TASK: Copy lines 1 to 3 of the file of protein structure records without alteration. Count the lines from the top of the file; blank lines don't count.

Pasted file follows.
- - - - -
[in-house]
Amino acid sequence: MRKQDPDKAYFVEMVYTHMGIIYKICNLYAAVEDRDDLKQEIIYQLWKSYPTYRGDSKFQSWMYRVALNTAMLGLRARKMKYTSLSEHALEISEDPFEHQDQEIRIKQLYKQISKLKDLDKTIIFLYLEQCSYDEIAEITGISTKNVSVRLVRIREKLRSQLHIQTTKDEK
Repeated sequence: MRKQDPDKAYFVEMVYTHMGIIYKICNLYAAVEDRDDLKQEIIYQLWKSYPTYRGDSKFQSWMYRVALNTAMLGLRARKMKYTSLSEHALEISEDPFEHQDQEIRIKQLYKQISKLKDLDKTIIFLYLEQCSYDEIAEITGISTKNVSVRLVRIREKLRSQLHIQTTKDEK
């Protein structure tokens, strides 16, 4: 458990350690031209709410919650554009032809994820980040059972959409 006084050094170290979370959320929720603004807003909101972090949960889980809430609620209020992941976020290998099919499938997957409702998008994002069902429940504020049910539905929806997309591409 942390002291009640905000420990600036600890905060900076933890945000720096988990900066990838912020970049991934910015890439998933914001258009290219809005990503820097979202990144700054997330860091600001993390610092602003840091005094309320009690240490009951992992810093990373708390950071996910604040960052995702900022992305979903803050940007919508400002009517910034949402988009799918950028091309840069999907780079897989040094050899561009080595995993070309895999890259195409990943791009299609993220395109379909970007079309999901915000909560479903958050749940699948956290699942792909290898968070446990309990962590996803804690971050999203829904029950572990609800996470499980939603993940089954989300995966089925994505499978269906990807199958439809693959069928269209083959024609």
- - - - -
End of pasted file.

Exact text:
[in-house]
Amino acid sequence: MRKQDPDKAYFVEMVYTHMGIIYKICNLYAAVEDRDDLKQEIIYQLWKSYPTYRGDSKFQSWMYRVALNTAMLGLRARKMKYTSLSEHALEISEDPFEHQDQEIRIKQLYKQISKLKDLDKTIIFLYLEQCSYDEIAEITGISTKNVSVRLVRIREKLRSQLHIQTTKDEK
Repeated sequence: MRKQDPDKAYFVEMVYTHMGIIYKICNLYAAVEDRDDLKQEIIYQLWKSYPTYRGDSKFQSWMYRVALNTAMLGLRARKMKYTSLSEHALEISEDPFEHQDQEIRIKQLYKQISKLKDLDKTIIFLYLEQCSYDEIAEITGISTKNVSVRLVRIREKLRSQLHIQTTKDEK